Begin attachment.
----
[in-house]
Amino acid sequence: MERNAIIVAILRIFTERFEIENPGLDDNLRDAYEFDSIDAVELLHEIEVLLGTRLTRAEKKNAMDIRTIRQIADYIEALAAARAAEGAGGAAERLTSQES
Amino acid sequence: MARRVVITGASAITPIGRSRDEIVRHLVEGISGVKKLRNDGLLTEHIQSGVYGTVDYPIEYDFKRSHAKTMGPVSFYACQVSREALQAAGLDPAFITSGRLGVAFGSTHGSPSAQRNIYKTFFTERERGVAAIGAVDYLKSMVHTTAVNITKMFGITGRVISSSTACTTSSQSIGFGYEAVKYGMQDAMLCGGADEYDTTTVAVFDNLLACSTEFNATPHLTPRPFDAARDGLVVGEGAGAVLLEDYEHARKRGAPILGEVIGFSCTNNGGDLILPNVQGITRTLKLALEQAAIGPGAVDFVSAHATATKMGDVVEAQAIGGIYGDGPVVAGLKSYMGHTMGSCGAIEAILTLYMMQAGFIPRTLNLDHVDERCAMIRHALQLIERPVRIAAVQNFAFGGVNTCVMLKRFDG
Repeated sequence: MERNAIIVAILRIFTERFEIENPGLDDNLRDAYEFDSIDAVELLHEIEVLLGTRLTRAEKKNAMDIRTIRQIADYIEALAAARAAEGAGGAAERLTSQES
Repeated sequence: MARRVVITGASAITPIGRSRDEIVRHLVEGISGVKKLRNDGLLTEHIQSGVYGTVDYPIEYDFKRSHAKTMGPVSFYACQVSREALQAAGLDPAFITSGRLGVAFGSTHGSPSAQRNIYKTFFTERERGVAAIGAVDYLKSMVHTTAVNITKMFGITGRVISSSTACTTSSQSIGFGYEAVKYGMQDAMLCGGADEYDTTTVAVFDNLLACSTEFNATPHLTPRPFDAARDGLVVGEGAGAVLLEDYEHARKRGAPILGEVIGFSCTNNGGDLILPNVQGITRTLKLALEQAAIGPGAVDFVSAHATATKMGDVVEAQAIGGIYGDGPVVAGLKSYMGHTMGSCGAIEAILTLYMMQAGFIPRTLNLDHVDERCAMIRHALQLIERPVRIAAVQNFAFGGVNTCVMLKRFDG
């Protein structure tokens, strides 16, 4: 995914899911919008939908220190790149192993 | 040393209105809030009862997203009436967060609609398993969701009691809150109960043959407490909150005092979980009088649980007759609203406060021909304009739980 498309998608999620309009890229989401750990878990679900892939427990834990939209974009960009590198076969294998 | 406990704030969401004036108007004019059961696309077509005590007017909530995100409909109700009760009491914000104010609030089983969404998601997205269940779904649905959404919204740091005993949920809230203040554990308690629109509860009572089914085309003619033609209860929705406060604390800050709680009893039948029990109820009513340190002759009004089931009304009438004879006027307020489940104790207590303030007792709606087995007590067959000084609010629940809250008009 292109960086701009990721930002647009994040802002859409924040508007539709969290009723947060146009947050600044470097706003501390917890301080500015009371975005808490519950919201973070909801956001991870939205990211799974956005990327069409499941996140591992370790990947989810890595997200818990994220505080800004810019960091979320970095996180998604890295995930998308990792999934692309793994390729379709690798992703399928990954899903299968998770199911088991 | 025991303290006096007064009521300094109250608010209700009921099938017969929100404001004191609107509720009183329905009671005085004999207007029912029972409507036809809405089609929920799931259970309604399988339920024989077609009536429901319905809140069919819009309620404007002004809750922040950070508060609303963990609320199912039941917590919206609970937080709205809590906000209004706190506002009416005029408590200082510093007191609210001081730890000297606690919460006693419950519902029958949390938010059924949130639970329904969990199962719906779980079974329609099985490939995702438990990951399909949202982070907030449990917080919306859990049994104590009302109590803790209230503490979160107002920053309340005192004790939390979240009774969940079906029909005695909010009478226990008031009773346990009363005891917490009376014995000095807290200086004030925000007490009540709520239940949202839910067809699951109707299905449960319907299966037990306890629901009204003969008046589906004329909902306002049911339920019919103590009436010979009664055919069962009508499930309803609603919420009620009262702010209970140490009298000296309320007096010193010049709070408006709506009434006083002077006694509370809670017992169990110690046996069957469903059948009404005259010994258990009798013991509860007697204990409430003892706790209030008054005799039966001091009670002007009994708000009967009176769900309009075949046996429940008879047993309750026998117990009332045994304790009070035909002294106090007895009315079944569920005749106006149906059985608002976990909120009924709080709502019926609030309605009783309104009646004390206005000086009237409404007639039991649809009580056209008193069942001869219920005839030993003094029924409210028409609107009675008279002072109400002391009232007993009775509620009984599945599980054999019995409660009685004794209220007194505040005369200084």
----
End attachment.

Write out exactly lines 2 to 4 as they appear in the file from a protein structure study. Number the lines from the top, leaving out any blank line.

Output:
Amino acid sequence: MERNAIIVAILRIFTERFEIENPGLDDNLRDAYEFDSIDAVELLHEIEVLLGTRLTRAEKKNAMDIRTIRQIADYIEALAAARAAEGAGGAAERLTSQES
Amino acid sequence: MARRVVITGASAITPIGRSRDEIVRHLVEGISGVKKLRNDGLLTEHIQSGVYGTVDYPIEYDFKRSHAKTMGPVSFYACQVSREALQAAGLDPAFITSGRLGVAFGSTHGSPSAQRNIYKTFFTERERGVAAIGAVDYLKSMVHTTAVNITKMFGITGRVISSSTACTTSSQSIGFGYEAVKYGMQDAMLCGGADEYDTTTVAVFDNLLACSTEFNATPHLTPRPFDAARDGLVVGEGAGAVLLEDYEHARKRGAPILGEVIGFSCTNNGGDLILPNVQGITRTLKLALEQAAIGPGAVDFVSAHATATKMGDVVEAQAIGGIYGDGPVVAGLKSYMGHTMGSCGAIEAILTLYMMQAGFIPRTLNLDHVDERCAMIRHALQLIERPVRIAAVQNFAFGGVNTCVMLKRFDG
Repeated sequence: MERNAIIVAILRIFTERFEIENPGLDDNLRDAYEFDSIDAVELLHEIEVLLGTRLTRAEKKNAMDIRTIRQIADYIEALAAARAAEGAGGAAERLTSQES